|Volume 50 Number 14, April 18, 2020||ARCHIVE||HOME||JBCENTRE||SUBSCRIBE|
The first ten doctors to die in the UK were all from minority backgrounds
One of the main features of the current pandemic is that it is revealing the fact that the entire society, and particularly the health service, is not organised to place the care of the most essential workers, the most vulnerable workers, and other working people in first place.
Recently, for example, there has been much concern expressed about the fact that a disproportionate number of people from African, Asian, Caribbean and other minority backgrounds, many of them health workers, have lost their lives during the pandemic. This month, Dr Chaand Nagpaul, the head of the British Medical Association (BMA), wrote to the government demanding an investigation as to why the first ten doctors to die from COVID-19 all came from minority backgrounds. An investigation by The Guardian found that of the 53 NHS staff known to have died in the pandemic at that time, 68% were of African, Asian and other minority backgrounds. They also include twenty-two nurses, two porters, a radiology support worker, a patient discharge planner and a hospital bus driver. According to The Guardian, twelve of the health workers who have died were of Filipino origin.
Dr Nagpaul also drew attention to the fact that about one third of all patients in intensive care as a result of the pandemic also came from such backgrounds, even though they only comprise about 14% of the entire population. According to the Intensive Care National Audit and Research Centre, around 33.6% of patients in critical care with COVID-19 are from African, Asian and other minority backgrounds, even in those areas where such patients make up as many as 25% of the population. Dr Nagpaul added that these facts were "extremely distressing and worrying", and he concluded that "there's no doubt there appears to be a manifest disproportionate severity of infection in BAME (Black and Minority Ethnic) people and doctors. This has to be addressed - the government must act now."
On April 19, the government agreed that there would be a review by NHS England and Public Health England into why people from certain backgrounds appear to be disproportionately affected by the virus. But it did not provide any information about what - if any - data would be made publicly available. The head of the BMA cautiously welcomed the review but added that it required "taking vital steps now to protect our BAME communities until we can develop a detailed understanding of the threats they face".
Some of many health workers who have given their lives while treating their patients with COVID-19
Certainly, one important factor to be taken into account is the large number of people from a minority background who work in health and social care. Around 44% work in the NHS (40% of all doctors, 20% of all nurses nationally and 50% in London), and 17% of the social care workforce also come from these backgrounds nationally, rising to 59% in London. They are amongst the health and care workers who have been placed in harm's way by their devotion to those they care for and the government's criminal inability to provide adequate PPE and the wide-scale testing of health workers. However, even taking such criminal neglect into account, the figures are still disproportionate, even for London, where the percentage of NHS staff corresponds most closely with the composition of the capital's population.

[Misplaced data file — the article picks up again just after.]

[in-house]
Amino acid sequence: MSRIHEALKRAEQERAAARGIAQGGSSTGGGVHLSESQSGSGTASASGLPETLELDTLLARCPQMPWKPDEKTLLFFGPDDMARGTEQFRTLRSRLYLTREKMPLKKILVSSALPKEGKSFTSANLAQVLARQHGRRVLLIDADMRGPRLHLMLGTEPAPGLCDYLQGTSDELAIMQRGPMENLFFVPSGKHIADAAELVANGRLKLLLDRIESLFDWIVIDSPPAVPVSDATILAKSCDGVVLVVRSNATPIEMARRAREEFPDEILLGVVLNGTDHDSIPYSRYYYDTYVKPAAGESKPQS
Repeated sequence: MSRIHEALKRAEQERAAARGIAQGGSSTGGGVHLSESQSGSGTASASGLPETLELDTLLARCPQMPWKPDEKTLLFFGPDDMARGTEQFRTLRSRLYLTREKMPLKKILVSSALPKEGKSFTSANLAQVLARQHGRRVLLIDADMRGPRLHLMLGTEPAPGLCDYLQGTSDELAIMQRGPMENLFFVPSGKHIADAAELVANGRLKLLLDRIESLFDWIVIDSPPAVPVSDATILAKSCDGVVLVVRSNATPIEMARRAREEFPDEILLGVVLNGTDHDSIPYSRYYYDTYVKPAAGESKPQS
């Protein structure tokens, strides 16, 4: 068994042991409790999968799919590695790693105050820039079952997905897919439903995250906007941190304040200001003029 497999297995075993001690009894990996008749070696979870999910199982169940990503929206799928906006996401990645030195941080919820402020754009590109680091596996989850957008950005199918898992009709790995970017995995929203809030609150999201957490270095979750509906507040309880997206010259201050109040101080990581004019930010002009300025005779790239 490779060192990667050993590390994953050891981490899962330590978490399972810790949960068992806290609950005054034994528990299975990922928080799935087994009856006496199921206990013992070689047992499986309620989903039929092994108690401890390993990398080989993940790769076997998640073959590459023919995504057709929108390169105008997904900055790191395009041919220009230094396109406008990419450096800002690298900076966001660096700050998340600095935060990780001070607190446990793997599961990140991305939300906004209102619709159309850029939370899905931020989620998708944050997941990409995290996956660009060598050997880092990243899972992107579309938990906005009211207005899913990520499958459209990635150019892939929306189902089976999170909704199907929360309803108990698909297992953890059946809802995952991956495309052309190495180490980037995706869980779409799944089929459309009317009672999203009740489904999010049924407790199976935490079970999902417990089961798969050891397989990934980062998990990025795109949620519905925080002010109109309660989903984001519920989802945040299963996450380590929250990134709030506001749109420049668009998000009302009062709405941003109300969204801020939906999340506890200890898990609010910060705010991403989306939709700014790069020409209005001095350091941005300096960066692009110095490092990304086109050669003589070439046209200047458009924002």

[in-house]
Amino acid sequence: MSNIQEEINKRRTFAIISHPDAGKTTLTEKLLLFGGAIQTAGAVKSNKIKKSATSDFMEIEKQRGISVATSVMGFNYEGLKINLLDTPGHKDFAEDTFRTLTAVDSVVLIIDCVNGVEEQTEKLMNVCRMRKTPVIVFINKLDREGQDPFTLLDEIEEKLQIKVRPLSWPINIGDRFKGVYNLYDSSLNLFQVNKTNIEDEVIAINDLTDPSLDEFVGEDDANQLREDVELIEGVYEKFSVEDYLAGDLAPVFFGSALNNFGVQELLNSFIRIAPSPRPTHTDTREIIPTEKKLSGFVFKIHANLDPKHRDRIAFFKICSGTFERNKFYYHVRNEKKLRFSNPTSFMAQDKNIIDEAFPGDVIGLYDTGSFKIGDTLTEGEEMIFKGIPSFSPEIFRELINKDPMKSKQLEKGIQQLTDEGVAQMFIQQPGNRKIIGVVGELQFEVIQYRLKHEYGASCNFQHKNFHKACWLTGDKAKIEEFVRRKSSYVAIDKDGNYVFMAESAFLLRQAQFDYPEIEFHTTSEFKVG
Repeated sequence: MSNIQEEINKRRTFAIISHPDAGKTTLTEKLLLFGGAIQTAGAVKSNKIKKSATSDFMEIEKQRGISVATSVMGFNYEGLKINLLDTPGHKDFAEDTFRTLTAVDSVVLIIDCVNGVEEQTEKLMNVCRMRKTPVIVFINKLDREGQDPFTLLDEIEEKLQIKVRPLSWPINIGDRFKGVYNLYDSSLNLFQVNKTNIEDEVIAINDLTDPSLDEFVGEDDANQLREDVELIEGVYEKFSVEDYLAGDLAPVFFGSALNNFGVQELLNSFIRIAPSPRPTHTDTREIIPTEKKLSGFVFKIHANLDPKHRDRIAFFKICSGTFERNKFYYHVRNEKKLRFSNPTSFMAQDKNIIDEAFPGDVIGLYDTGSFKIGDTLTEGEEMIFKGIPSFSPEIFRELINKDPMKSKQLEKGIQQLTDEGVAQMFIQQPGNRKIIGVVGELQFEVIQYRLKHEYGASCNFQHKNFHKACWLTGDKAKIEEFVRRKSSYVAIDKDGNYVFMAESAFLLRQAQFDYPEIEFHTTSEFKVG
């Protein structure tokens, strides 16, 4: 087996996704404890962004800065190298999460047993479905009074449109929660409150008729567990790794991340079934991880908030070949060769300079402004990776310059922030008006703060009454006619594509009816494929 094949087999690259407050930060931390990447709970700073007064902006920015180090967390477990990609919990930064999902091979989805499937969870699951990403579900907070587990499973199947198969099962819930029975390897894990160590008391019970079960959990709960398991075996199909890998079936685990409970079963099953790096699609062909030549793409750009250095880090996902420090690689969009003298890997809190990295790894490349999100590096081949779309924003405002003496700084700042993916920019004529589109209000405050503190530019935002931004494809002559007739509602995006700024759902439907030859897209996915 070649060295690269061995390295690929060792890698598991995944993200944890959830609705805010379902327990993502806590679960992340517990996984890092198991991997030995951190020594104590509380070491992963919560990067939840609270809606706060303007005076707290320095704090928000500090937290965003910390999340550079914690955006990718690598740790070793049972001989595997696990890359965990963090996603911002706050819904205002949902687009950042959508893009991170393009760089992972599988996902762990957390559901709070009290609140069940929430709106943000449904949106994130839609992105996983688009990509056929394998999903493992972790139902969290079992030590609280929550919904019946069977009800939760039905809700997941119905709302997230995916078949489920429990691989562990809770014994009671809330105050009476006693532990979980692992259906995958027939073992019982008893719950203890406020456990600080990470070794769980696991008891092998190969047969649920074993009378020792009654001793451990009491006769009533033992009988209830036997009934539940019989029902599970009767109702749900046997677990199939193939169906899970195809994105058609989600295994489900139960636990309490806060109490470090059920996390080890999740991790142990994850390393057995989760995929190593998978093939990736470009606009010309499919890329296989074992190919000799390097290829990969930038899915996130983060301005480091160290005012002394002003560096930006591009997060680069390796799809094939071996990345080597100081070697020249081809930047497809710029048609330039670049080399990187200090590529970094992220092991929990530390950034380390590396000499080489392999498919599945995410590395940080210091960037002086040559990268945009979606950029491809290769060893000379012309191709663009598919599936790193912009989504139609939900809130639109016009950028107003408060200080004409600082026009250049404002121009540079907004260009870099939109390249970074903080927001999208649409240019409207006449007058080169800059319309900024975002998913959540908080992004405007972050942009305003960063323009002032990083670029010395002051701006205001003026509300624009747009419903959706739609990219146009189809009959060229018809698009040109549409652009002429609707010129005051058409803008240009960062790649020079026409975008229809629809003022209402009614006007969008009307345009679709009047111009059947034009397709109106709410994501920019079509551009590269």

Researchers point out that what must also be taken into account are other social and economic factors that have demonstrated that, for many years, Asian, African, Caribbean and other minority communities in general experience worse health outcomes for conditions such as high blood pressure, diabetes, coronary heart disease, HIV, breast and prostate cancer, and sickle-cell anaemia. Many of these "underlying conditions" are associated with poorer coronavirus survival rates and put such communities at higher risk of contracting the virus and displaying greater adverse symptoms.
In addition, those from these communities are often employed in other public-facing occupations such as transport, are less likely to be working at home during the pandemic, or have higher incidents of poverty and unemployment, homelessness, overcrowding and the social conditions which arise from them. In general, these communities are more prone to all the so-called health inequalities, the inability of capital-centred economies to provide adequate health, economic and social conditions for all. These conditions have deteriorated even more greatly over the past ten years as a result of the austerity programmes of successive governments.
Such disparities are also being exhibited in other countries, most starkly in the US, perhaps for similar reasons. In the city of Chicago, for example, African Americans make up only 30% of the inhabitants, but half of all coronavirus cases and 70% of deaths from the virus. Across the entire state of Illinois, African Americans are only 14% of the population but account for 41% of the deaths from COVID-19.
The governments of such societies can no longer hide the fact that they do not take care of their most vulnerable citizens, do not protect their most essential workers and do not have adequate health care systems. What is now essential is to step up the struggle for people's empowerment in order to bring about a society which puts the health and well-being of all people in first place.